Talk about the future of distribution of movie contents and all you hear these days is about finding workable commercial models for streaming to a variety of computer and hand-held devices. DVD-rentals seem to be "oh so yesterday." Both the sale and rental of DVDs continue their steady decline. U.S DVD sales are repoted to have dropped by 5.8% in 2010 to $16.3 billion dollars. The recent missteps by Netflix, the pioneer in DVD-by-mail rentals, which tried to separately price (and later even separately brand) its streaming and DVD-rental services with the express intention, were apparently driven in part by the strategic goal that, sooner or later, DVDs will be passe. One could be excused from thinking that the industry is largely giving up the DVD battle.
That does not appear, however, to entirely be the case. As reported on Bloomberg.com ("Holllywood Studios Said to Study 60-Day Ban on New DVD Rentals to Aid Sales" here), the studios are still seeking to find ways to increase profits from DVD sales at the possible expense of DVD-rental and VOD. According to the article, "[s]tudios are searching for ways to bolster DVD sales and purchases for online viewing, in part by postponing the availability of newly released DVDs for rent or by subscription.... A 28-day window is simply not long enough to shift consumers fast enough to higher-margin” video-on-demand rentals and purchases," observed Rich Greenfield, a noted media analyst.
Accordingly, rumours are flying that the studios are contemplating increasing the waiting period to 60 days before a DVD may be rented or made available on VOD. Not for the first time, reaching back into the mists of 17th century England, where the fledging author class was in conflict with the Stationers, we find today the owners of movie contents at loggerheads with their distributors.
Mind you, even the current 28-day window is a source of discontent. Paul Davis, the CEO of Coinstar, the operator of the Redbox DVD kiosks, states flatly that "[p]roviding access to rental and for-sale customes on the same day is the best for consumers." And besides, Davis notes, "it has the option of buying DVDs elsewhere. Coinstar is posturing a a bit here. Movie contents are not fungible items for which there are perfect product substitutes. Not surprisingly, therefore, Davis has admitted that "[s]ome studios want a window and we try to work with them,[but] there's a point to where it not make sense." Extending the window to 60 days would make a great test for Davis's comments.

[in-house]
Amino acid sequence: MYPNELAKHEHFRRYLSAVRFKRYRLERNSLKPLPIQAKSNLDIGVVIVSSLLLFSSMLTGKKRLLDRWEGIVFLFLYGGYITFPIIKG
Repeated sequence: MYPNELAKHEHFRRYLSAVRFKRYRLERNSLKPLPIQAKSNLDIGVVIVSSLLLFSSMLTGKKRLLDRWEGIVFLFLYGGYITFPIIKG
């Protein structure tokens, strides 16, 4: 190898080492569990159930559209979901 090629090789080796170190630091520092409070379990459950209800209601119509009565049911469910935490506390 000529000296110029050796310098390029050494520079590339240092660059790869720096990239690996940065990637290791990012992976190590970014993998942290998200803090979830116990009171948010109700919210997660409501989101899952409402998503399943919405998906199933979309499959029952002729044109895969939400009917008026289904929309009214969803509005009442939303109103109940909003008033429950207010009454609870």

The conflict over the length of the ban before DVDs can be rented suggest a number of points:
1. While the market for DVD sales is declining, the aggregate sales amount of more than $16 billion dollars is still substantial. Moreover, sales margins are much more attractive than margins on rentals and the like. Thus, even if the content market is in a transition period from DVD sales to on-line streaming, the studios still have an interest in maximizing revenues from such sales.Stay tuned.
2. That said, there is always the tricky balancing act of seeking to squeeze more income from one's current business, while at the same time trying to meet the challenges of creating a new business model.
3. Moreover, a company such as Coinstar may have nowhere else to turn. While Coinstar may be at loggerheads with the studios about the window period, both would appear to be in the same boat with respect to the commercial exploitation of DVD contents. Netflix is trying to decouple itself from this reliance on DVDs by moving into streaming, but recent events show how difficult it is to make the transition in the face of a disruptive technology. It is equally likely that the studios will face a new set of distribution "partners" once the streaming business takes firmer shape.
4. The implementation of the extension from a 28 to a 60-day window will be an interesting experiment in whether consumer behavior can be materially influenced. As Greenfield notes above, the goal is to "force" the consumer to consider the option of purchase or face the prospect of having to wait for an unacceptedly long period before rental is available.
More on the Netflix saga here.
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